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I have a coffeescript class that has some jquery event listeners. I would like to use the fat arrow => to avoid having to reference the class, but I still need a reference to the element that would usually be used with this. How can I use both?

class PostForm
    constructor: ->
        $('ul.tabs li').on 'click', =>
            tab = $(this)
            @highlight_tab(tab)
            @set_post_type(tab.attr('data-id'))

    highlight_tab: (tab)->
        tab.addClass 'active'

    set_post_type: (id) ->
        $('#post_type_id').val(id)
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Can you describe a bit more what you want to do? Where do you want to use (this), and what part of the above is not working the way you want? IOW, what object do you want this to be a reference to? The target of the event, the PostForm class instance, etc? –  Giscard Biamby Sep 28 '12 at 22:35

3 Answers 3

up vote 25 down vote accepted

CoffeeScript links both this and @ to the outer context, therefore you cannot access the context that jQuery provided (aka the desired "this"). Use event.target instead:

class PostForm
    constructor: ->
        $('ul.tabs li').on 'click', (event) =>
            tab = $(event.target)
            @highlight_tab(tab)
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1  
event.target saves us in Backbone.js as well –  InspiredJW Sep 30 '12 at 15:00
2  
event.target is also far less confusing to someone who doesn't know the DOM rules around this. –  Nevir Mar 14 '13 at 23:51
7  
Note that you probably want evt.currentTarget if you do events with selectors. See codepen.io/ddopson/pen/erLiv –  Dave Dopson Mar 15 '13 at 0:08
2  
what do you do on d3? callbacks in d3 give you the object (not DOM) –  Dan Apr 8 '13 at 9:32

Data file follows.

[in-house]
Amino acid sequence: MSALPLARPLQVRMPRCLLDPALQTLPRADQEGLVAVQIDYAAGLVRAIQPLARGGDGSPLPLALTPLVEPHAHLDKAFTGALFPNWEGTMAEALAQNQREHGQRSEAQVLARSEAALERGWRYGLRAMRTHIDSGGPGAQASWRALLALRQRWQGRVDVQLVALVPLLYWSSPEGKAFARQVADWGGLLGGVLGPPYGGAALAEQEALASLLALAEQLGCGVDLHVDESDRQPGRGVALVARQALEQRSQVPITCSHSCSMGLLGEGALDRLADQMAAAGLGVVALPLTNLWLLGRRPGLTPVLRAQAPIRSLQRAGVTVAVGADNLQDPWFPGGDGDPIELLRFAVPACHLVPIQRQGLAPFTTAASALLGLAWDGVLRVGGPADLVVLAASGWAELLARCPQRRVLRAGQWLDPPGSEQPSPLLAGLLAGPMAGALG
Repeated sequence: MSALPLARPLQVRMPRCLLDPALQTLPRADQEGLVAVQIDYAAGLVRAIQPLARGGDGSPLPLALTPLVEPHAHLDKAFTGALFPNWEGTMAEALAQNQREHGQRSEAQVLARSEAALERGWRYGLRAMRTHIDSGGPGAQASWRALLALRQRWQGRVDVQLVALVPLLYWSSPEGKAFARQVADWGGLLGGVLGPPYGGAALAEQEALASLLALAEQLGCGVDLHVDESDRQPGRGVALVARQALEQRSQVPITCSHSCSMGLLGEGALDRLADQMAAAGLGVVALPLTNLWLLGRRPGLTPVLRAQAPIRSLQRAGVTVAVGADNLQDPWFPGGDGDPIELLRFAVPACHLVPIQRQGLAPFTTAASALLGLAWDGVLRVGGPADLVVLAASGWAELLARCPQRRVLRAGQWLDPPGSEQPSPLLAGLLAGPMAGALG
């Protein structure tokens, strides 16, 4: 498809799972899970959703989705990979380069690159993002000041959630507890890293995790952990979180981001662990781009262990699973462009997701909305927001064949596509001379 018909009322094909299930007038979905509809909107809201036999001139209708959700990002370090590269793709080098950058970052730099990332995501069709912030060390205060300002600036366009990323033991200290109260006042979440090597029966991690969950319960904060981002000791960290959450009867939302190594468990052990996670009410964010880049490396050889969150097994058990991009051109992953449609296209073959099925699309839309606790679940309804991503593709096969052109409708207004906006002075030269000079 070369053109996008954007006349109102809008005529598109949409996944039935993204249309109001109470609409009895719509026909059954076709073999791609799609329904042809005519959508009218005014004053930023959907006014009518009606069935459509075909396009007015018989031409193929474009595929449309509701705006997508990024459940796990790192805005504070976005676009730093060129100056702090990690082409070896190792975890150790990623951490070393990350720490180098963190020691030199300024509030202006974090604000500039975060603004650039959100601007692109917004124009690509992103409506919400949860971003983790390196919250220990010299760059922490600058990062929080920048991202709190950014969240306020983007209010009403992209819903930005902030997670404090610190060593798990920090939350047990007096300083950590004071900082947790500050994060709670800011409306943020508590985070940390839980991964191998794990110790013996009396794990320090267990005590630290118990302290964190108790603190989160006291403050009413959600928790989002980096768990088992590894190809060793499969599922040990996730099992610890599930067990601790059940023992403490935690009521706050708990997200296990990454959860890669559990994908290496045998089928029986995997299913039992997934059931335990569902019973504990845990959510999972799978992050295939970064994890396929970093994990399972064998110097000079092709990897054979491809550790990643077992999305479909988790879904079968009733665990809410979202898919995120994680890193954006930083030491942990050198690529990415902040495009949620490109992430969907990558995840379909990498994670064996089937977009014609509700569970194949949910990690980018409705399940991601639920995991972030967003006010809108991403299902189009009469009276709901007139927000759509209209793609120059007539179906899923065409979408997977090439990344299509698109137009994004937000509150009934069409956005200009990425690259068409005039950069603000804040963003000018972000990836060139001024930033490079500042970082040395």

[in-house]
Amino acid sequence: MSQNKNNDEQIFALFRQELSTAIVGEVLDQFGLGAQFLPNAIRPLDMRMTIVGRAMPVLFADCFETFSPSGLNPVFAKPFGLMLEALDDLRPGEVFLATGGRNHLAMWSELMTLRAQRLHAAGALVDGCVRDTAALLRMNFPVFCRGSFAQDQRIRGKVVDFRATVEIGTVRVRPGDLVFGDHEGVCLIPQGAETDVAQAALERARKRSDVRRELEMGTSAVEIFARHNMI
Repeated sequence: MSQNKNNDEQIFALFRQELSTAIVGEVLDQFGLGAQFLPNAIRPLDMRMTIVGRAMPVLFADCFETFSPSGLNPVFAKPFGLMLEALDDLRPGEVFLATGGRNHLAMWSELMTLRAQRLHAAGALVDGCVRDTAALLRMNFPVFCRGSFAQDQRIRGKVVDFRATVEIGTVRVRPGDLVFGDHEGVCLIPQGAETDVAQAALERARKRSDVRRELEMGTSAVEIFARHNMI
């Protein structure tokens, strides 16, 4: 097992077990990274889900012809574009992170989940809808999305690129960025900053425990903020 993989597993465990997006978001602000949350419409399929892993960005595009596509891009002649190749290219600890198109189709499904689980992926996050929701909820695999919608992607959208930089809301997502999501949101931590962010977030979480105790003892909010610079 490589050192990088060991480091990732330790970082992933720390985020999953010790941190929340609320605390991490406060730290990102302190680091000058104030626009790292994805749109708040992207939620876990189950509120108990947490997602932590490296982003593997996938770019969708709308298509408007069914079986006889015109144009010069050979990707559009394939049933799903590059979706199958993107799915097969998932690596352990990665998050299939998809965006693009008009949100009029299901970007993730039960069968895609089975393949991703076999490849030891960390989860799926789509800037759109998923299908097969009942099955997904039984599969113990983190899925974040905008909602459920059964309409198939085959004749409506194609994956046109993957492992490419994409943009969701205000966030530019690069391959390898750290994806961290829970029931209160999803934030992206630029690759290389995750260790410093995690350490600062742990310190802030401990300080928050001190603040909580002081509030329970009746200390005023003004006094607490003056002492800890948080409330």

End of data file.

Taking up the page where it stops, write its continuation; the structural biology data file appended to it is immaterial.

Using evt.currentTarget

You should probably use evt.currentTarget (which is equivalent to this) instead of evt.target (which isn't). If the node that you are tapping for click notifications has child nodes, evt.target might be one of those child nodes instead of the node you added the click handler to.

See http://codepen.io/ddopson/pen/erLiv for a demo of this behavior. (click on the inner red box to see that currentTarget points at the red div while target points at outer blue div that the event handler is registered on)

$('ul.tabs li').on 'click', (event) =>
  tab = $(event.currentTarget)
  @highlight_tab(tab)

Answer to the question asked - getting both `=>` and `this`:

You can do the following...

$('ul.tabs li').on 'click', (event) =>
  tab = $(` this `)     # MAKE SURE TO ADD THE SPACES AROUND `this`
  @highlight_tab(tab)

The spaces are critical as they prevent Coffee from munching this into _this.

Using `self` and `->`

Alternatively, do the following ...

self = this
$('ul.tabs li').on 'click', (event) ->
  tab = $(this)
  self.highlight_tab(tab)

This is similar to CQQL's answer, except that I prefer the idiomatic use of self as the variable name; my VIM syntax highlighting rules color self as a "special" variable just as it would for this, arguments, or prototype.

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self = this is exactly what I do. It works perfectly! –  Kirk Oct 25 '13 at 19:13

I prefer this version, because I can understand it more easily.

class PostForm
    constructor: ->
        post_form = this

        $('ul.tabs li').on 'click', (event) ->
            tab = $(this)
            post_form.highlight_tab(tab)
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